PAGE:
Jimmy Rankin Talks “Back Road Paradise”


Jimmy Rankin recently released his latest album, Back Road Paradise, and we got to chat with him all about the process of creating it, why he’s so particular about the songs he puts on a record and what it was like working with Alison Krauss and Jim Cuddy!

If you’re in the GTA be sure to check out Jimmy’s show at the Harbourfront Centre in Toronto tomorrow (Saturday, June 7, 2014). For a full list of upcoming tour dates click here


TC: Back Road Paradise is your 6th solo EP, how would you say it compares to your previous albums?

JR: I think it’s a really fine record, I’ve gone a bit more country and in a lot of ways it’s different in that way. My last record, I was sort of dabbling with country music, I’ve always sort of dabbled a bit in country music throughout my career, going back to the early days with my siblings and even before that I played country music. This record is a progression from my last record, I feature more traditional country instruments and for this record I just decided to go on head first and make a country record. It’s different and I think it’s a really terrific record, I’m very pleased with it.

TC: What was the process of creating the album like?

JR: I was very conscious of writing country songs when I made this record. So the process of writing was just thinking about making songs for this kind of record and then there was the song selection – picking out songs that were appropriate and that fit into the theme of a country record. There are different ways to make records, I’ve been working with Bill Bell (Tom Cochrane, Jason Mraz) for three records now and working with him is a lot of fun, I send him all the material between projects and he makes a list of songs and I make a list of songs and we compare notes and decide how we’re going to produce the record and the process evolves as you work on the record. Sometimes you have a general template of how you’d like to record songs and produce them and arrange them and then as you get further along in the process you decide – well maybe a banjo would be nice here – or whatever the instrument is, the song kind of dictates at a certain point how it wants to be arranged and produced.

TC: What was it like working with Alison Krauss and Jim Cuddy on this album?

JR: Both artists I’ve known for a long time, in particular Jim from Blue Rodeo who I’ve crossed paths with many times over the years in Canada. I’ve done shows with them and I’m a big fan of  Blue Rodeo, years ago on my first solo record I had Greg Keelor sing some vocals on a tune called “Followed Her Around”. Throughout the making of a record I like to collaborate with people and I’m always thinking about what kind of guest artist it would be nice to have on a record whether it’s an instrumentalist or a vocalist. On my last record Keith Urban played a guitar solo on a song called “Here In My Heart” and Serena Ryder did a duet with me on a tune called “Walk That Way” and so for this record I was thinking about people who fit certain songs and Jim came to mind on a song that’s sort of an Everly Brothers sounding song. I was thinking that I’d like a very singular harmony voice on it and I think it was right up Jim’s alley and fortunately for me he had the time and liked the song and sang on it and did a beautiful job. Same with Alison, you know years ago I did a show with Alison Krauss and the Rankins, back in the 90s we did a double bill,  and then I did a songwriting showcase with her last year in Nashville and we stayed in touch so I sent her a song and I asked her if she’d sing on it, I thought her voice would be beautiful on it and she loved the song and took the time to sing on it and it sounds great.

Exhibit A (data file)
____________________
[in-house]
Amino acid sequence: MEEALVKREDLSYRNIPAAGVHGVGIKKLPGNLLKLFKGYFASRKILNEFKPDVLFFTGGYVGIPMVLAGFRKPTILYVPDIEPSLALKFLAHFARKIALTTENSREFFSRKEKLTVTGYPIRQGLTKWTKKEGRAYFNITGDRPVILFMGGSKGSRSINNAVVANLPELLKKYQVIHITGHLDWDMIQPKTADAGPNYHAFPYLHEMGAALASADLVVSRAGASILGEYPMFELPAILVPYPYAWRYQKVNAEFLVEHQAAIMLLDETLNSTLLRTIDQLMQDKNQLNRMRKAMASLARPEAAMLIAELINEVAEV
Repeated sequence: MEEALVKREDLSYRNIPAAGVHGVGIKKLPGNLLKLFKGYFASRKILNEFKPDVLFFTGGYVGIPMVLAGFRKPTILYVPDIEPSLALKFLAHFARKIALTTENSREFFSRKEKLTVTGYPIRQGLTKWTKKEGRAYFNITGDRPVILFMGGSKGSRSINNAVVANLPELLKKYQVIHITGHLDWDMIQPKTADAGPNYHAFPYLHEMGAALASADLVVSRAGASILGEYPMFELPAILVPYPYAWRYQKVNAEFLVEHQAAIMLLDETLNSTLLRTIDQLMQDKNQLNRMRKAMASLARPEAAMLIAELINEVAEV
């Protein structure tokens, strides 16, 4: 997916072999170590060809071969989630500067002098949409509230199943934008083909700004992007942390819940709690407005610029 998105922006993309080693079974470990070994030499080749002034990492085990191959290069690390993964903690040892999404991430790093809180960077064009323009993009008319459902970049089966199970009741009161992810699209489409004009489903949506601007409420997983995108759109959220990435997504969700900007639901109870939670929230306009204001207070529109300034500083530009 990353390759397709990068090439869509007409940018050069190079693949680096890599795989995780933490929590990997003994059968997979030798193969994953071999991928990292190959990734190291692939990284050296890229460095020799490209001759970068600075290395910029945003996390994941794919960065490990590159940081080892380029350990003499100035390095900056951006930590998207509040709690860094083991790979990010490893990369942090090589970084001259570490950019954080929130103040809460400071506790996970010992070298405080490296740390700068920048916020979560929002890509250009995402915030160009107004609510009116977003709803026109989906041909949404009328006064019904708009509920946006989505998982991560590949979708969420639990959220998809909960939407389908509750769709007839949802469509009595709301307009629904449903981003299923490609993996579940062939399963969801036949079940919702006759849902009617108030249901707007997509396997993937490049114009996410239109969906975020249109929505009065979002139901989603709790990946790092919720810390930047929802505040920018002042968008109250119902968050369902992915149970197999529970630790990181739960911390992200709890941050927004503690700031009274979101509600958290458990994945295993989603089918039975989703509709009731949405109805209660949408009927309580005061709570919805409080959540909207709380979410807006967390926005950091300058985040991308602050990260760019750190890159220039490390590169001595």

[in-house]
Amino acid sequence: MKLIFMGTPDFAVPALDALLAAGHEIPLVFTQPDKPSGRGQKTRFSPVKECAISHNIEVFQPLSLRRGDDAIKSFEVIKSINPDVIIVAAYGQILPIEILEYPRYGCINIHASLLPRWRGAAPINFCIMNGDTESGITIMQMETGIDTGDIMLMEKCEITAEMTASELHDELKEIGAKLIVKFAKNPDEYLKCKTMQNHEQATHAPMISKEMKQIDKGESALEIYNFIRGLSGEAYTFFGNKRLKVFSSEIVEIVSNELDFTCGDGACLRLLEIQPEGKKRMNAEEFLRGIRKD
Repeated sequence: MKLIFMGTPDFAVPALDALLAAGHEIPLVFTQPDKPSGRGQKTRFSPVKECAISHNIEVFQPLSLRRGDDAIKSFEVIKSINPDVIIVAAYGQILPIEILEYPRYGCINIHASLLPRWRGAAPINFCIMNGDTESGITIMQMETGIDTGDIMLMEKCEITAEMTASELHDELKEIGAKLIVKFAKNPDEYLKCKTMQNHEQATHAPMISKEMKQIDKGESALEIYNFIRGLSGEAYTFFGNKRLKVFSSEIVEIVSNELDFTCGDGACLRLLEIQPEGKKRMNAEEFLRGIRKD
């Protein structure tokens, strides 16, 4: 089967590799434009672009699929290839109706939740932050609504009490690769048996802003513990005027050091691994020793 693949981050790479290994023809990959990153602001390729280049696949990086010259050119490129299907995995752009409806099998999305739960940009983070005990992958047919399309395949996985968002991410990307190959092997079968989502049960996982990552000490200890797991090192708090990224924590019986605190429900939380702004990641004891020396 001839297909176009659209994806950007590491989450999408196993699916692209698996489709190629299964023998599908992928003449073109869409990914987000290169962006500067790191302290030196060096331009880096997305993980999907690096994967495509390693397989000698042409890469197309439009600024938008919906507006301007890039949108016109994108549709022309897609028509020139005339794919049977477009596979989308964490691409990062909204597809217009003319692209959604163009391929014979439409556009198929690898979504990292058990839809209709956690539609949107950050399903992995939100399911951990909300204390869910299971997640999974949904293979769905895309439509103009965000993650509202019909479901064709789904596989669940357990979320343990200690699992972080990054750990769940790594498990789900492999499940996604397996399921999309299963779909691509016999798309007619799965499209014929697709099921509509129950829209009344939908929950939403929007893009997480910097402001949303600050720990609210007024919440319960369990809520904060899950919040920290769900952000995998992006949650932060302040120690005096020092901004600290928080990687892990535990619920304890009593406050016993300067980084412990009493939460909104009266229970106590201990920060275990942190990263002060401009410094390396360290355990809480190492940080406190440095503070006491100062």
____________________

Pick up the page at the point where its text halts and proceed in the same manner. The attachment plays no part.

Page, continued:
TC: What’s one song on this album that you’re especially proud of and why?

JR: I like all the songs, I really am very particular about what songs I’ll put on a record – the key, arrangements and tempos – so I didn’t put any duds on the record. I try not to have any filler on my record whatsoever because I would hate to listen back to it in a year and go “oh why did I put that song on there”. I like all the material and I’ve been performing it live and it’s been a lot of fun, the ones that I’m really jazzed about are the ones that Jim and Alison guested on, I think they’re fun and I love how they came out. You never know how it’s going to turn out, maybe someone’s voice won’t sound good with your voice but I’m really pleased with how they both turned out. I also really like the final track, it’s a really fun one to do live and I think that it’s going to become a standard of mine in shows, “Whiskey When The Sun Goes Down”.

TC: What’s been the most memorable moment of 2014 for you so far?

JR: It’s hard to pinpoint, it’s been a good year and a lot of things have happened but I’d have to say releasing a record. It’s sort of the cycle for me, just getting back out on the road with new material and it’s exciting to have a new project out there, starting fresh and going out and making new fans.


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